*/

            private String clearNonMacCharacters(String mac) {
                return mac.toString().replaceAll("[^A-Fa-f0-9]", "");
            }

            /**
             * Adds a colon character to an unformatted MAC address after
             * every second character (strips full MAC trailing colon)
             * @param cleanMac      Unformatted MAC address.
             * @return              Properly formatted MAC address.
             */

            private String formatMacAddress(String cleanMac) {
                int grouppedCharacters = 0;
                String formattedMac = "";

                for (int i = 0; i < cleanMac.length(); ++i) {
                    formattedMac += cleanMac.charAt(i);
                    ++grouppedCharacters;

                    if (grouppedCharacters == 2) {
                        formattedMac += ":";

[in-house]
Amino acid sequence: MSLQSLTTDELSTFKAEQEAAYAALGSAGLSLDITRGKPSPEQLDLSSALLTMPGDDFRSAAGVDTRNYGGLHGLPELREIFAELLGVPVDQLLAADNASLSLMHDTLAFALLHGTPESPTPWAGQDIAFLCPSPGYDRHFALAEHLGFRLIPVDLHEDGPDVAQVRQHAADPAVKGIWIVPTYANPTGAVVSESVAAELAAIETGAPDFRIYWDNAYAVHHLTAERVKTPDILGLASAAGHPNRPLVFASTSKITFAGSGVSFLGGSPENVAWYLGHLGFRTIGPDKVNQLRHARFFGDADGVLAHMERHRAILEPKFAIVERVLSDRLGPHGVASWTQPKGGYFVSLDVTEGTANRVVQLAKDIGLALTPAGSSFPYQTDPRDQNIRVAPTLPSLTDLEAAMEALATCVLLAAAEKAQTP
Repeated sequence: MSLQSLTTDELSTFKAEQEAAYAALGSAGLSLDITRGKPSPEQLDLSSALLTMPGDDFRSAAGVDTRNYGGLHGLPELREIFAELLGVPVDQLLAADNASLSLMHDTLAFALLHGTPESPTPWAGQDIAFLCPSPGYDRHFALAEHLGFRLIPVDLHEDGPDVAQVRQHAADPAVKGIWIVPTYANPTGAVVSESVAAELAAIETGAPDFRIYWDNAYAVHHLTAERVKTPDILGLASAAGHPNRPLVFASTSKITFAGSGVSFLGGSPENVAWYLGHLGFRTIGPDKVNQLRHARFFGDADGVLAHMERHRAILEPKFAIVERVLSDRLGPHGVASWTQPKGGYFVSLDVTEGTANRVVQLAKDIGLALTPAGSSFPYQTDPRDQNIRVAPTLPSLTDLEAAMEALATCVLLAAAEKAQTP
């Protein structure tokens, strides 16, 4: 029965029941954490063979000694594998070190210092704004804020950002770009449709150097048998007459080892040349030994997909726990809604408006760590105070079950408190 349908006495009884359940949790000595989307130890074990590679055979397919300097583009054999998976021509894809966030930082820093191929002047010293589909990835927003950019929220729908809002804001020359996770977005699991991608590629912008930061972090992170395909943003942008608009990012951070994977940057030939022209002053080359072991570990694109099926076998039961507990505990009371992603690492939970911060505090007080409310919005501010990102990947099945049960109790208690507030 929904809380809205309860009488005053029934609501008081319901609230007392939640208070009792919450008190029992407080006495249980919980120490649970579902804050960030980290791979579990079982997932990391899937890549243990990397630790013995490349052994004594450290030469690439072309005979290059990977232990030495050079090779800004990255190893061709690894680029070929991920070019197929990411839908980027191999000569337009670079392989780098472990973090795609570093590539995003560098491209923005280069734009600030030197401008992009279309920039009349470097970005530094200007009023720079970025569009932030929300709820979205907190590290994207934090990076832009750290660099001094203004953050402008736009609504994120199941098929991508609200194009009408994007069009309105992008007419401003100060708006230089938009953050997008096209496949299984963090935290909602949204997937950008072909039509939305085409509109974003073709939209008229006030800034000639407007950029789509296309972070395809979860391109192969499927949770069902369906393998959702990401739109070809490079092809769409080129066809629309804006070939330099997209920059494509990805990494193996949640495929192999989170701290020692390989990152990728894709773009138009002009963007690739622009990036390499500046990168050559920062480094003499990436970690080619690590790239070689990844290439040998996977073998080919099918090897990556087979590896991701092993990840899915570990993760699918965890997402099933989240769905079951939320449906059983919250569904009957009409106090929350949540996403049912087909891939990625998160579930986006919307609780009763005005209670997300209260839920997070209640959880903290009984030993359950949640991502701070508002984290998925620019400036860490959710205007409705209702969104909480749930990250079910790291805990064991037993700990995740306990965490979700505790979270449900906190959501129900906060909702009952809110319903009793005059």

grouppedCharacters = 0;
                    }
                }

                // Removes trailing colon for complete MAC address
                if (cleanMac.length() == 12)
                    formattedMac = formattedMac.substring(0, formattedMac.length() - 1);

                return formattedMac;
            }

            /**
             * Upon users colon deletion, deletes MAC character preceding deleted colon as well.
             * @param enteredMac            User input MAC.
             * @param formattedMac          Formatted MAC address.
             * @param selectionStart        MAC EditText field cursor position.
             * @return                      Formatted MAC address.
             */